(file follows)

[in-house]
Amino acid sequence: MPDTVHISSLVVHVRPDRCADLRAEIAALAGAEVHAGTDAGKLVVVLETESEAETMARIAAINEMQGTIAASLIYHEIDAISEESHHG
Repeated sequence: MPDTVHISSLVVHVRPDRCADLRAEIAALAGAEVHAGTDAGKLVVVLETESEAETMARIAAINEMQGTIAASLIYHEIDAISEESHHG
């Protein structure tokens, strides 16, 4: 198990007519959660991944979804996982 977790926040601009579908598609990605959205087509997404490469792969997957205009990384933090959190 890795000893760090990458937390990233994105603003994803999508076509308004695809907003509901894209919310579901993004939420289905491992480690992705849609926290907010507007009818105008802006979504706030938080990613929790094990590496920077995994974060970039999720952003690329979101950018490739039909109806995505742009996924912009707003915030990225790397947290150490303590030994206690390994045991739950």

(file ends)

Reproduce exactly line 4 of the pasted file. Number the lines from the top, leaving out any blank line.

């Protein structure tokens, strides 16, 4: 198990007519959660991944979804996982 977790926040601009579908598609990605959205087509997404490469792969997957205009990384933090959190 890795000893760090990458937390990233994105603003994803999508076509308004695809907003509901894209919310579901993004939420289905491992480690992705849609926290907010507007009818105008802006979504706030938080990613929790094990590496920077995994974060970039999720952003690329979101950018490739039909109806995505742009996924912009707003915030990225790397947290150490303590030994206690390994045991739950």